“What does a street evangelist do?”
In the years since I have self-proclaimed myself to be a street evangelist, that is what people want to know. The answer is simple: “I talk with people.”
Now I’ve written a book that is a collection of my conversations with people, planting the seed of full equality for women in the church and in the home.
I have placed hundreds of the books I have written advocating for equality for women in the hands of people. This is how and why I did it.
Just like in the song “Go, Tell it on the Mountain,” I have a story to tell. It is the story of the love God has for women and men, and the equality he gave us at creation.
Did God make woman a lesser being? Did God make women sub-spiritual beings restricted from serving fully in church? Or did the church make women that way? I grew up believing the church knew the answers and for years accepted their decree that women could not be preachers, pastors or deacons. My husband, Don, opened my eyes.
Don began telling me women were not treated fairly in Baptist churches. He said women should be deacons in the church and be allowed to lead prayer just as men could do, even preach if they are called. At that time, I was working for Baptist General Convention of Texas as a ministry assistant employed in a local field office. It was a rare Sunday that I missed attending church.
As a Baptist, I had served in every position I had desired in church, from Sunday school director, adult women’s Sunday school teacher, vacation Bible school director, and had served on a pastoral search committee, and on the building committee where we moved our church to a new building. I was completely involved in my church. I loved it and never felt I was missing out on anything. I was proud to be a Baptist.
When Don first began mentioning to me the unfairness of my denomination, I didn’t understand what he was talking about. I never had met a woman pastor and never had heard a woman preach. I did not want to be a deacon, and it didn’t dawn on me that other women in the congregation would have made excellent deacons. Looking back, I see how selfish it was. I was doing everything I wanted to do, with no thought that other women were being denied their gifts and calling.
“I wrote my pastor of 12 years and asked why it was just gray-haired men who went forward to serve the Lord’s Supper.”
It began to come together. I wrote my pastor of 12 years and asked why it was just gray-haired men who went forward to serve the Lord’s Supper. He did not reply. I discovered the reason only men served the Lord’s Supper is because it is written in the church’s bylaws that deacons serve the Lord’s Supper, or Communion, as it is called in some other churches. Therefore, since deacons are men, that is who went forward to pick up the trays of juice and bread and pass them down the pews. We took the bread and grape juice and didn’t give it another thought.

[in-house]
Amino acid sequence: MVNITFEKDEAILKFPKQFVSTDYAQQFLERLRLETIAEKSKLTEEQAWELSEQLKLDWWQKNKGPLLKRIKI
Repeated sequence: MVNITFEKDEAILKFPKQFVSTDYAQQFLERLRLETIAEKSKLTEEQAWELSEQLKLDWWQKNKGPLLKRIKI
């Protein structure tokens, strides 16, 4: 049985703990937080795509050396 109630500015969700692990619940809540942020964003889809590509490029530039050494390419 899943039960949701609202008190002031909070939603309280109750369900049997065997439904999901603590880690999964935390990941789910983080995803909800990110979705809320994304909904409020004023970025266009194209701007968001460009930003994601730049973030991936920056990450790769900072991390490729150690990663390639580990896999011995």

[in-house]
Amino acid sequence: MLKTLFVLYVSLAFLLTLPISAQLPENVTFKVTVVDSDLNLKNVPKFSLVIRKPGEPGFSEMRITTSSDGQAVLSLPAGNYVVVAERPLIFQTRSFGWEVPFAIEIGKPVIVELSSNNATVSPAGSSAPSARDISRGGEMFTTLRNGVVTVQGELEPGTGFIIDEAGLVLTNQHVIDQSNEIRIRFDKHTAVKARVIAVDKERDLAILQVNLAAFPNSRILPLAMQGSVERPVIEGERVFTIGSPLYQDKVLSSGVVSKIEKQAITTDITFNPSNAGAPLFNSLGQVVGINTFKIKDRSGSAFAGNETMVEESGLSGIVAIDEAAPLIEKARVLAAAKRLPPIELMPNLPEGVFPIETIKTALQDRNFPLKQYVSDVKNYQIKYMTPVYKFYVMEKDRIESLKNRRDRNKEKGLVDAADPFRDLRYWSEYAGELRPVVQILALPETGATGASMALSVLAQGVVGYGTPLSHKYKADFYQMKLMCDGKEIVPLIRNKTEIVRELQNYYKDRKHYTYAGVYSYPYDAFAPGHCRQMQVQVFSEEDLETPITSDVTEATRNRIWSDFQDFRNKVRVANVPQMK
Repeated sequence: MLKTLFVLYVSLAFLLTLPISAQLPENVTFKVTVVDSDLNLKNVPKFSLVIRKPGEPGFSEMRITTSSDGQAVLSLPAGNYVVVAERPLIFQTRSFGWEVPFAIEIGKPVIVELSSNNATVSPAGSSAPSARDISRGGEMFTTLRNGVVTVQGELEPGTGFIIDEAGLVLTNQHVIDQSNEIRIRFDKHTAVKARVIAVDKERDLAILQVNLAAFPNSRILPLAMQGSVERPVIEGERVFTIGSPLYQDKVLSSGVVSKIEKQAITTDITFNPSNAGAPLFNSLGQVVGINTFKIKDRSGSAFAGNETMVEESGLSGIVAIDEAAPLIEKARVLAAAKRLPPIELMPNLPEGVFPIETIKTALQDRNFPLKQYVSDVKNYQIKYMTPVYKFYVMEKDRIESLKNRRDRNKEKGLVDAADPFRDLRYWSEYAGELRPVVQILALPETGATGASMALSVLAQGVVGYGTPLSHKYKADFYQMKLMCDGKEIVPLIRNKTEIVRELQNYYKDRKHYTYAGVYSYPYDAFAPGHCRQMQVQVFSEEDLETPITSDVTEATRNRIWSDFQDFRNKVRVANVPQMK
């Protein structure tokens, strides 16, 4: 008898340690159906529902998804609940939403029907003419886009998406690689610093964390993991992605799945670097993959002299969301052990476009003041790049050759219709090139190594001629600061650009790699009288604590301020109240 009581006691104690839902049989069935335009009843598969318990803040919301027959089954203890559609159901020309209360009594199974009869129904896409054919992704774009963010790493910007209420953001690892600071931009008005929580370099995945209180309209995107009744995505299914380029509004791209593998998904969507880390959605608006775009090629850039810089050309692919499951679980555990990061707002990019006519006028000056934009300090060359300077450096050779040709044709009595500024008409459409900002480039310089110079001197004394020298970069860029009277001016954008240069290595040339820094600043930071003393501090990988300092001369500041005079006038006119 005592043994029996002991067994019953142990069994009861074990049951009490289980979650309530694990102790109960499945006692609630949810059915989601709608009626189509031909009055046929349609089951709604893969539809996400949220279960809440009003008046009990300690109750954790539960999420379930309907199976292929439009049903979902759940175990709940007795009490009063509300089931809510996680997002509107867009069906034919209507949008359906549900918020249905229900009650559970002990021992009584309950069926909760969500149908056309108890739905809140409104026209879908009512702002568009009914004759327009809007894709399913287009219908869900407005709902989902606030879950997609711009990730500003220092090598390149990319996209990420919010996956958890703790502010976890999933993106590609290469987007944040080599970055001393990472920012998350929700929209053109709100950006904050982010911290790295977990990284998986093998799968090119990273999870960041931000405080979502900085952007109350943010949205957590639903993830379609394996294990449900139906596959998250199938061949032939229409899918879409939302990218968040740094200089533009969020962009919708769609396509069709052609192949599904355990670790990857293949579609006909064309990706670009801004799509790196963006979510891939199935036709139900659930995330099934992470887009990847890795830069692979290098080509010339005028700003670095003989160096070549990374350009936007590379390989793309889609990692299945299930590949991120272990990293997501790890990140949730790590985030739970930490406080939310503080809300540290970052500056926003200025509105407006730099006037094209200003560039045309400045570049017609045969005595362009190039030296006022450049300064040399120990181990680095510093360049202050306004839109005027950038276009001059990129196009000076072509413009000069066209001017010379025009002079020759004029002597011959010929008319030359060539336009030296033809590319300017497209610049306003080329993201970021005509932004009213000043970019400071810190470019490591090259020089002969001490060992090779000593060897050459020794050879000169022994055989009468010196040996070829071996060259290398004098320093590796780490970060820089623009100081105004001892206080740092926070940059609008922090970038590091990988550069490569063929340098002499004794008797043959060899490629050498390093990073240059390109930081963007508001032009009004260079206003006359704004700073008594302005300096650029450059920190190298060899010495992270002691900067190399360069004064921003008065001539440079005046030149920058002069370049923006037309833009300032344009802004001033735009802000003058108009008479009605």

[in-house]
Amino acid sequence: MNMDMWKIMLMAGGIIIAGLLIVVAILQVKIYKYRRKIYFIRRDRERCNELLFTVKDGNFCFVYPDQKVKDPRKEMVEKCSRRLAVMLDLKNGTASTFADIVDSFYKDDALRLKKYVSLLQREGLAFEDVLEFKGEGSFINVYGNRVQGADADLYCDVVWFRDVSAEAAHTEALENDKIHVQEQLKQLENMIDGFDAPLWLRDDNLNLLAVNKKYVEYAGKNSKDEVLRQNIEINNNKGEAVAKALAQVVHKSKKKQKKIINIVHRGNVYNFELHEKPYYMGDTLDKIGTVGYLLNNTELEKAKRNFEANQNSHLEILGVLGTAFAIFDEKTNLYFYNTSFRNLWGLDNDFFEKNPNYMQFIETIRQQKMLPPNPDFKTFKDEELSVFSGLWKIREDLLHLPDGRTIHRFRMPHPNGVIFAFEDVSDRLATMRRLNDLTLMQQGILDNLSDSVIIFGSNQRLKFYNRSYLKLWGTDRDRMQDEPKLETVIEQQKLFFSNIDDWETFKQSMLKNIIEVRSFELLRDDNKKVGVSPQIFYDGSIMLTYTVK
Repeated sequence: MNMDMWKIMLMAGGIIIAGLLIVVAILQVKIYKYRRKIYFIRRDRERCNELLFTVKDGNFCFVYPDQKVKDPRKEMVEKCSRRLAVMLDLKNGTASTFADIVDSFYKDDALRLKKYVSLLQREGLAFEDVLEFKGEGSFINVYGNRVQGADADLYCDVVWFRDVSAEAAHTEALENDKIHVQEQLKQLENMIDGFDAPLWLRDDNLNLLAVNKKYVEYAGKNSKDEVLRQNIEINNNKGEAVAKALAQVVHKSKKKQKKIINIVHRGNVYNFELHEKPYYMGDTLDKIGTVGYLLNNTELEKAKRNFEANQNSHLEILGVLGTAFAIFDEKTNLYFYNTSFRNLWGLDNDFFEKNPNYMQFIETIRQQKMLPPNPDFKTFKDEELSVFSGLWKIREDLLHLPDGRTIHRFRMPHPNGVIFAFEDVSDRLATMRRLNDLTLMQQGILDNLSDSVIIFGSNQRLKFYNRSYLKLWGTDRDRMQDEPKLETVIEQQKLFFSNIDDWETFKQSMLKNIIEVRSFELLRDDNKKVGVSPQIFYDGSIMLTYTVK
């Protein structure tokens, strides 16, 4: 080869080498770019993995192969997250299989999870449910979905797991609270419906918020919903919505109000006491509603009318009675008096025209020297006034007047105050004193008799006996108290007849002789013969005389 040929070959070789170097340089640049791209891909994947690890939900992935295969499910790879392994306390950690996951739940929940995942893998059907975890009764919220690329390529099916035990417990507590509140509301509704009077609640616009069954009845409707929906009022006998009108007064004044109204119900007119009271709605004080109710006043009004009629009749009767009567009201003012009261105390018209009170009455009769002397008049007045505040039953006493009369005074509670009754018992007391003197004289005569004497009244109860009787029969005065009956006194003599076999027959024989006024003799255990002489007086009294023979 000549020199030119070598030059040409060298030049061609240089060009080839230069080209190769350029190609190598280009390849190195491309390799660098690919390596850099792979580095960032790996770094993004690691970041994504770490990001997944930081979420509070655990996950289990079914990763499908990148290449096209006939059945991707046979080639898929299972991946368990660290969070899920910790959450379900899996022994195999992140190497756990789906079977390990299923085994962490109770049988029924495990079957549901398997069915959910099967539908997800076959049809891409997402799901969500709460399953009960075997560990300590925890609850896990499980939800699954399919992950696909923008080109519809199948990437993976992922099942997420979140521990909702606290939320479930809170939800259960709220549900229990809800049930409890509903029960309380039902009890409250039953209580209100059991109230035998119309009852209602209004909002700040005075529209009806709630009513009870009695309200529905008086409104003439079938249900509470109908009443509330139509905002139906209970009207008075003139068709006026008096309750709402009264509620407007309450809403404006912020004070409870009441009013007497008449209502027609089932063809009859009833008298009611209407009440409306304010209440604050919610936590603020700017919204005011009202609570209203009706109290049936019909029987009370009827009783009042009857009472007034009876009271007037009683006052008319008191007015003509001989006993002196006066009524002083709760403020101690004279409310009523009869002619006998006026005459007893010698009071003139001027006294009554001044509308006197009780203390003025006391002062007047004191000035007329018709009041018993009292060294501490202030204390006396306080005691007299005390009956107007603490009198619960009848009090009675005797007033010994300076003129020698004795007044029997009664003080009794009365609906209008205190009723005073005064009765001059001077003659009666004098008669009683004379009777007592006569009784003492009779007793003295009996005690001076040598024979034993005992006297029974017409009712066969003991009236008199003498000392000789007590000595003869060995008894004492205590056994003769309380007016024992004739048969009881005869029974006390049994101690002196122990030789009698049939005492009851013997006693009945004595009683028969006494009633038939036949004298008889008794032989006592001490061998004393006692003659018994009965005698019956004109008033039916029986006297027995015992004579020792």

I began writing letters and sending emails to Baptist leadership expressing my desire that women be allowed to be deacons. At first that is what it was: Just let women be deacons. Deacons didn’t do anything spiritual. They didn’t have to be Sunday school teachers or preach or anything that I could see. Oh, they did have to go to meetings and serve the Lord’s Supper once every three months, but the pastor presided over the Table and said the prayer. I could not see anything deacons did that women could not do.
I also had accepted that only men could pass out church bulletins, welcome visitors, take up the offering collection and lead the congregation in prayer.
It wasn’t always that way in my little country church when I became a member in 1972, where I attended for 24 years. I remember Irene Winford and Dora Mobley leading prayer during worship service, before the offering was collected or the closing prayer.
I did not notice that the new pastor did not ask these Christian women to lead in prayer.
“The church is the last holdout for female equality.”
As time went on, I began reading more about the lack of equality for Christian women in churches. It opened up a whole new world to me. Women in all denominations are struggling for full equality — even in those churches that declare that women are equal and ordain women as pastors.
I did my own research and asked people what they thought. Should women be pastors and deacons? Most told me they thought women could. Several said they loved hearing a woman preach. From this, I decided the people are ready for women’s equality in the church, but the church is not ready.
The church is the last holdout for female equality. The first place where a woman should have been equal is proving to be the last place where she will find equality.
That is where I come in. I bring the good news to women and men. Here I am, Lord, and I will go tell it everywhere.
Shirley Taylor speaks from her 53 years as a faithful Baptist, having been employed for almost 15 years as a ministry assistant for Baptist General Convention of Texas. Currently serving as a secretary for a small Christian church, she advocates for women’s full equality in the church and home. This column is adapted from her latest book.
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